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Ecommerce

Magento/WordPress Integration: A Tutorial

(Author's Note: Be sure to test any integration efforts on a staging or test environment before moving them to a live production site.)

Anyone who has worked with Magento knows that its blog capabilities are rather limited. Thankfully, however, the Magento community (the community of Magento developers — not the Community Version of the Magento Platform) have developed incredibly robust platform functionality enhancements, which you can access via the extensions in Magento Connect.

One such extension, created by FishPig, is the (ever so cleverly named) Magento WordPress Integration extension. This extension offers you very limited functionality for WordPress, along with the ability to automatically skin your WordPress theme to look just like your Magento theme. The one major drawback is that it's quite challenging to add and use WordPress plugins.

So what do you do if you want to access the plugins you’ve used in the past on WordPress?

Enter the MWI plugin. With it, you can use all of the WordPress plugins AND keep Magento and WordPress separate, but also have them work side by side. Unlike with FishPig's Magento WordPress Integration, however, you will have to do some style work to make your WordPress theme match your Magento theme. It's easy to do, with minimal work if you follow these steps:

(Note: these instructions were written for Magento Community Version 1.9.1.0. If you are using an older version of Community, you may not be as successful with your integration. If you DO run into issues, please feel free to contact us.)

Step 1

Download the latest version of WordPress (at the time of this writing, that was 4.2.1). While it's downloading, think through the exact path that you want for your WordPress install. The default when unzipping the file is "WordPress". However, many people opt to name the folder "blog" instead. Decide what you want and stick to it, otherwise you'll have some headaches later on.

If you use choose to name the file something other than "blog", replace "blog" with your name for the file moving forward through the instructions.

Step 2

Rename your new WordPress folder to "blog" (or whatever you're calling it) and place it in the root of your Magento instance.

Some people prefer to have Magento inside of the WordPress folder and reference all Magento pages with /shop. It's an easy thing to change, however, this tutorial was designed to have the WordPress folder inside your Magento instance. If you are placing Magento inside of WordPress, this setup may not work correctly.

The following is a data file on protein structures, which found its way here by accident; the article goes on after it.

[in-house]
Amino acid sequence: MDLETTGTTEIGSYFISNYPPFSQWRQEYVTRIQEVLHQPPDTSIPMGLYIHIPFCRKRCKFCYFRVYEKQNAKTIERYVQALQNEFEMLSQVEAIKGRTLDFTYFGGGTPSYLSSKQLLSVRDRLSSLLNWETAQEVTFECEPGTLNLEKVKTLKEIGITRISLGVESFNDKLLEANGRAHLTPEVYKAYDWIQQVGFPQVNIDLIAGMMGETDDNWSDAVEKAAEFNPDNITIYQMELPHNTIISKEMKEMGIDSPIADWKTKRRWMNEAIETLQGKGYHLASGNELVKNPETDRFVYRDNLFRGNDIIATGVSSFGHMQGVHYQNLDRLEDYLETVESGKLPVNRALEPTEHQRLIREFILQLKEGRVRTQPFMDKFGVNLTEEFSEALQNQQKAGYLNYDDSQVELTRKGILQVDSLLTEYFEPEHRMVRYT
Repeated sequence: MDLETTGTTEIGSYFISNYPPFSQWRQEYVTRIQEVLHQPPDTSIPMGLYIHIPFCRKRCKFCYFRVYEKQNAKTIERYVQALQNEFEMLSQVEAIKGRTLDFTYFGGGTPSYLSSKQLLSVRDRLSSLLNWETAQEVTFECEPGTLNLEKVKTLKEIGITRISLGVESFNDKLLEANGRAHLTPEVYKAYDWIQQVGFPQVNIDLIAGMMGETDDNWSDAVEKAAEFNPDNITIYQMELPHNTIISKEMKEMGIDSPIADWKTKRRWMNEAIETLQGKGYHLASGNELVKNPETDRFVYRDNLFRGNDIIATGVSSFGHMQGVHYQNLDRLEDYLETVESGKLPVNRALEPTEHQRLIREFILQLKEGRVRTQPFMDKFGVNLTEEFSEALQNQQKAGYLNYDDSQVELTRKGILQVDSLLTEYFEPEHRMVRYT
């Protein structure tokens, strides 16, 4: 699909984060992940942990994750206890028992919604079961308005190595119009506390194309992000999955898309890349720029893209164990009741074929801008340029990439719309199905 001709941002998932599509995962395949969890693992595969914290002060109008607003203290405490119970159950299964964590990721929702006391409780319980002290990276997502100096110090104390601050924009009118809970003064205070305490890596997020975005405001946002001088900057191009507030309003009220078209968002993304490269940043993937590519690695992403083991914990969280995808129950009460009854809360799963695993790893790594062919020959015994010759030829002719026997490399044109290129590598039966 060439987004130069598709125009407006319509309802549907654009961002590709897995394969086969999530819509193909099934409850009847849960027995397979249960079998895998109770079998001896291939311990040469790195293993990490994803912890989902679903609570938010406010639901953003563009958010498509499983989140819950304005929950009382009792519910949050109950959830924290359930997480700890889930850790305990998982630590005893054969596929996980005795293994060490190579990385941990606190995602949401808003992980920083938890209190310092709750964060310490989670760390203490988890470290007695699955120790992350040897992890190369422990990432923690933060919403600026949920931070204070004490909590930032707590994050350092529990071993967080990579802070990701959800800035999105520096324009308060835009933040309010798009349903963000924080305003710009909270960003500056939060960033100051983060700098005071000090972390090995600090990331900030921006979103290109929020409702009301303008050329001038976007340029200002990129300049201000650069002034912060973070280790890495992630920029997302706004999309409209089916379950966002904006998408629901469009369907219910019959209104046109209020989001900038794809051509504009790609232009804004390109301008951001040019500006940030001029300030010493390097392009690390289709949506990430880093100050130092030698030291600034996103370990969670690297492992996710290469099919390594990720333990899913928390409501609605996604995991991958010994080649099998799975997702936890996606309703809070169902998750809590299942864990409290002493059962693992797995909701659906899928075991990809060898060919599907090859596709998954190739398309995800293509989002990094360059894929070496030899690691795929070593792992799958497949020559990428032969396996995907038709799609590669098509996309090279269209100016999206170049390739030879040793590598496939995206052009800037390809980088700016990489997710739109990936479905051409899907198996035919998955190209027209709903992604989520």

Step 3

Finish the WordPress install by going to siteurl/blog/wp-admin. On this page, you will be asked for the database information that WordPress needs to create the necessary tables. Once created, set up an admin user (along with a few other things, which WordPress should prompt you through). Upon completion, log in to the WordPress admin.

Step 4

Install the MWI plugin, which you will find here and upload it through FTP or the WordPress admin.

Step 5

Once the plugin is installed, follow these instructions. If you don't follow these instructions, you will run into issues.

Once the plugin is installed, you will see a new option under Settings on the left-hand side called “Mage/Wp”. In this area, update all of the fields. The mage path is the most important. The nice thing about this plugin is that it gives you your Magento root path right away. So, all you should have to do is add “app/Mage.php”.

When you save, you will know immediately if you followed the instructions correctly. If not, the plugin will give you the exact steps needed to make it work.

Once your Mage path is correct, you can specify the theme and package you are using in Magento.

Congratulations!

Magento and WordPress are now working side by side.

Upon completion, there are a few additional things that you may be interested in doing.

1.) To Access WordPress function inside of Magento

$admin = "admin";

$uri = $_SERVER['REQUEST_URI'];

$adminCheck = strpos($uri, $admin);

$wpload = "blog/wp-load.php";

if ($adminCheck) { // You may need to load this on certain admin pages like the customer one if you are trying to sync users

} else {

require_once($wpload);

}

2.) Bring Magento blocks over to WordPress.

It's easy to move your styling and js over to WordPress by using the get_block function provided to you by the MWI Plugin. Simply call in your theme header file, and you will get access to your Magento stylesheets.

Additionally, once you have implemented this plugin, you will be able to bring WordPress's menus to Magento and show products in WordPress.

But that's a topic for another day.

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